P-026 Startling Case of Behcet Syndrome with Atypical Presentation and Initial EGD and Microscopic Features Overlapping with Crohn's Disease

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A 9 year-old female presented with 1-month history of epigastric abdominal pain exacerbated by eating, nausea, non-bilious vomiting with occasional hematemesis and failure to thrive. Physical examination revealed malnourishment, BMI 16, abdominal examination revealed soft, and non-tender abdomen without masses. Laboratory analysis revealed WBCs 9.5 bil/l, hemoglobin 10.4 g/dL and platelets 595 bil/l. Serum parameters of liver and kidney function were normal, electrolytes were within normal level, C-reactive protein (CRP) 4.8 mg/dL and iron profile showed evidence of iron deficiency anemia.


Esophagogastroduodenoscopy (EGD) revealed normal esophagus, stomach and duodenum. Colonoscopy revealed patchy, congested, inflamed, ulcerated, and decreased vascular pattern mucosa in the terminal ileum, cecum and ascending colon with normal remaining colon and rectum. Biopsy results showed marked chronic active ileitis with ulceration and patchy chronic severe active colitis with foci of neutrophilic crypt abscesses. Magnetic resonance enterography showed bowel wall thickening and engorgement of the vasa recta at terminal ileum. Infliximab was given for treatment of Crohn's disease and the patient symptoms improved.


After 7 months, the patient presented to the emergency department with fever 107, sore throat, innumerable small aphthous ulcers in palate, gums and buccal mucosa with abdominal pain and decrease oral intake, which was thought to be due to Crohn's flare up. Palatal ulcers were swabbed with negative viral cultures and PCR for herpes simplex, entero-viruses, varicella zoster, and cytomegalo-virues ruling out herpangina, hand-foot-mouth disease and other viral infection and histoplasma urine antigen was negative. Autoimmune workup including; anti-neutrophil cytoplasmic antibodies and anti-double stranded antibodies were negative and total complement, C3 and C4 were normal. Despite Infliximab infusion, the patient had fever spikes with persistence of oral ulcers. During the hospital course, the patient was found to have parotitis, ulcerative esophagitis, hepatitis and pancreatitis that were attributed to an epiphenomenon. Steroids and broad-spectrum antibiotics were given empirically but they were stopped, as there was no clinical improvement. Repeat EGD showed healed esophageal ulcers with abnormal mucosa and repeat colonoscopy showed severely inflamed, congested, and ulcerated mucosa in the terminal ileum. The patient underwent laparoscopic ileo-cecectomy given the severity of the ulcers with high risk of perforation, and the fact that terminal ileum resection might help to control the disease. Unilateral necrotizing pneumonia was found on chest x-ray, started treatment with carbapenem, linezolid and fluconazole that showed no improvement. After initiation of high dose steroid, her fever subsided, symptoms improved and pneumonia resolved. Microscopic pathology revealed large foci of deep ulceration involving the terminal ileum and cecum with features suggestive of Behcet's disease with focal perforation of the ileum. Patient is doing well for 2 years, without steroids or immunosuppressive medication, which is rare with Behcet syndrome with normalization of CRP and hemoglobin.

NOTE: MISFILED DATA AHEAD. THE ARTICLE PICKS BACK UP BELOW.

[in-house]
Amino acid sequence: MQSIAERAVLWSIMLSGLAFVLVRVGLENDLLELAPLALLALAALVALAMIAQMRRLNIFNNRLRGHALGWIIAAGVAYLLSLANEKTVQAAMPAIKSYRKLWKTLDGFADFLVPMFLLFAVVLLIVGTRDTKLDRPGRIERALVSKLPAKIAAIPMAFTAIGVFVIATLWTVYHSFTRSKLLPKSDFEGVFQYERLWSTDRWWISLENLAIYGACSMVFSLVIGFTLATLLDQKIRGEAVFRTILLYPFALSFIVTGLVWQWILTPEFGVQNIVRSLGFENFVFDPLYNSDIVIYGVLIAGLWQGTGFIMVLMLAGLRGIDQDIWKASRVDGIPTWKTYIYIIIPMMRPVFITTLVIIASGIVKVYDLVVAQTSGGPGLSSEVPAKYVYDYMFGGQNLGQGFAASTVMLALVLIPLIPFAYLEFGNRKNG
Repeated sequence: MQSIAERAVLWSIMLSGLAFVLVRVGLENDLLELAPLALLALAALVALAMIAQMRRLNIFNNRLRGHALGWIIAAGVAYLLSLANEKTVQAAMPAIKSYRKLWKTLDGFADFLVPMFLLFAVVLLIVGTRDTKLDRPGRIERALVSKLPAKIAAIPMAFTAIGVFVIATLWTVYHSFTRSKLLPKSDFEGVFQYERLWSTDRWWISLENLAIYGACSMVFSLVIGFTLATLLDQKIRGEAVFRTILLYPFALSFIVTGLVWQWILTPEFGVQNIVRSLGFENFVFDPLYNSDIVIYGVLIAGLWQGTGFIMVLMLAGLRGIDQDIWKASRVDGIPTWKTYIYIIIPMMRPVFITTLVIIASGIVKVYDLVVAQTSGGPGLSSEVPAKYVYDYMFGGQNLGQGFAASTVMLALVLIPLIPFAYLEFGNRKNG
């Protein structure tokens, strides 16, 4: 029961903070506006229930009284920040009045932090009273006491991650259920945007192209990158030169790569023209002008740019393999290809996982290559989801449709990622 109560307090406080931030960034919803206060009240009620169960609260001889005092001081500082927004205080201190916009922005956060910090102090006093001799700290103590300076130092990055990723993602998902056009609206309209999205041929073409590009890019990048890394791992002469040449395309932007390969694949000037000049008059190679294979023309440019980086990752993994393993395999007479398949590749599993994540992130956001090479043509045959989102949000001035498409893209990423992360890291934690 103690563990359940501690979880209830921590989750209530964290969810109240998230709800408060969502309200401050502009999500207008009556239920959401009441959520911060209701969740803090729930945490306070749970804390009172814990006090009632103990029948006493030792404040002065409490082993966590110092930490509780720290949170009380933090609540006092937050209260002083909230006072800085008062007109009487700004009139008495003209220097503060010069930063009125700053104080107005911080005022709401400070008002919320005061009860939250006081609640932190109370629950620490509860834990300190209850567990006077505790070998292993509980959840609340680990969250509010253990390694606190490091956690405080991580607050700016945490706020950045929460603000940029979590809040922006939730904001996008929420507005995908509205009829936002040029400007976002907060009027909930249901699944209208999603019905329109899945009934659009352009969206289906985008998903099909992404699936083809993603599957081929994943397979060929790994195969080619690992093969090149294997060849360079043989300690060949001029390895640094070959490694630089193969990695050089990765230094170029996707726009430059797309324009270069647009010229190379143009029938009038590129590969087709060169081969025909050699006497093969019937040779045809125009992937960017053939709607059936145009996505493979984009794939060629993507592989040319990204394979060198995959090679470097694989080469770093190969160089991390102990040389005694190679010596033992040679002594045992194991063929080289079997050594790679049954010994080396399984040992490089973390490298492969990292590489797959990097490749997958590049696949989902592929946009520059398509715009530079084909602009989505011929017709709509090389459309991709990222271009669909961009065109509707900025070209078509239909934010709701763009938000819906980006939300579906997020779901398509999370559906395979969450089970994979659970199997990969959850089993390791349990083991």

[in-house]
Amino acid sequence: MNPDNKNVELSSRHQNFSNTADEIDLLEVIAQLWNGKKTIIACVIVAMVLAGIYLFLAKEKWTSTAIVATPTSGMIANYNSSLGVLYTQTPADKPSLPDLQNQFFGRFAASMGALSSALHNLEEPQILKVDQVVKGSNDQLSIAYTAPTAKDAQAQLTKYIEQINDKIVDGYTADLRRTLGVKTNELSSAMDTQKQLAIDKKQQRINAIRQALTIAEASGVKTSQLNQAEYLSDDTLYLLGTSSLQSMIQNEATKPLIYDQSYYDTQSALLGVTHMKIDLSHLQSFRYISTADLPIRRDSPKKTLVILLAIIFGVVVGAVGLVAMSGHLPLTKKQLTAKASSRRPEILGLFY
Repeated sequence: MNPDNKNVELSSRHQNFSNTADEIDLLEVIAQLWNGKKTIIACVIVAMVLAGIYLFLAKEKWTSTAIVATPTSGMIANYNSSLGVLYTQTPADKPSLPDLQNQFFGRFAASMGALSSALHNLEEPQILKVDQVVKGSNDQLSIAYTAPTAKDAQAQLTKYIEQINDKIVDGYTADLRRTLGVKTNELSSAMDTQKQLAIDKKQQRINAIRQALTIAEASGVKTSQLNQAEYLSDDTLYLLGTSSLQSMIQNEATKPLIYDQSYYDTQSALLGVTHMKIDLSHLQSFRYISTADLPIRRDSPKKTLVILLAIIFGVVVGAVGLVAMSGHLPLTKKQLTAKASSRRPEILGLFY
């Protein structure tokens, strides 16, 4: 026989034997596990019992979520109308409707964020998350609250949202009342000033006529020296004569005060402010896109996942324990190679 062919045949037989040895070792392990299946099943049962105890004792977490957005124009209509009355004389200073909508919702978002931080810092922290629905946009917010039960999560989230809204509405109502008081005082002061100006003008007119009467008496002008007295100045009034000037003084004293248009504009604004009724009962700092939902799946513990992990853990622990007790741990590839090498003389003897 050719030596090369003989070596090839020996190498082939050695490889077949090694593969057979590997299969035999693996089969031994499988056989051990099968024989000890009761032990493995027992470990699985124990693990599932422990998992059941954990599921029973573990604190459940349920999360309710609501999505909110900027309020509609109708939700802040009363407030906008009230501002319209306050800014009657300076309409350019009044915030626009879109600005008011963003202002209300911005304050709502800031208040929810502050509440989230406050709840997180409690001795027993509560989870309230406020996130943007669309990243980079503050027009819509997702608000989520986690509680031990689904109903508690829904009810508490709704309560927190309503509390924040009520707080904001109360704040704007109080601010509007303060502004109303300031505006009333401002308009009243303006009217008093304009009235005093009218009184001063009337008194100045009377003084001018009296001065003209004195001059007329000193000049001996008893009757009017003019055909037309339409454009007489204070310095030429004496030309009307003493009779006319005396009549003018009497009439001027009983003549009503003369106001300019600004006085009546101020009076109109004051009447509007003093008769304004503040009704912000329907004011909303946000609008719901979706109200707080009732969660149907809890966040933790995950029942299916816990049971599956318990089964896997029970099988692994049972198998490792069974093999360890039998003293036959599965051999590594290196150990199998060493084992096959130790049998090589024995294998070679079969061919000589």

Case report.




Behcet syndrome can overlap with Crohn's disease and sometimes it is difficult to differentiate them. Resolution of necrotizing pneumonia with steroids is a clue that the underlying pathology is Behcet syndrome. Steroids are the main line of treatment for behcet syndrome flares.

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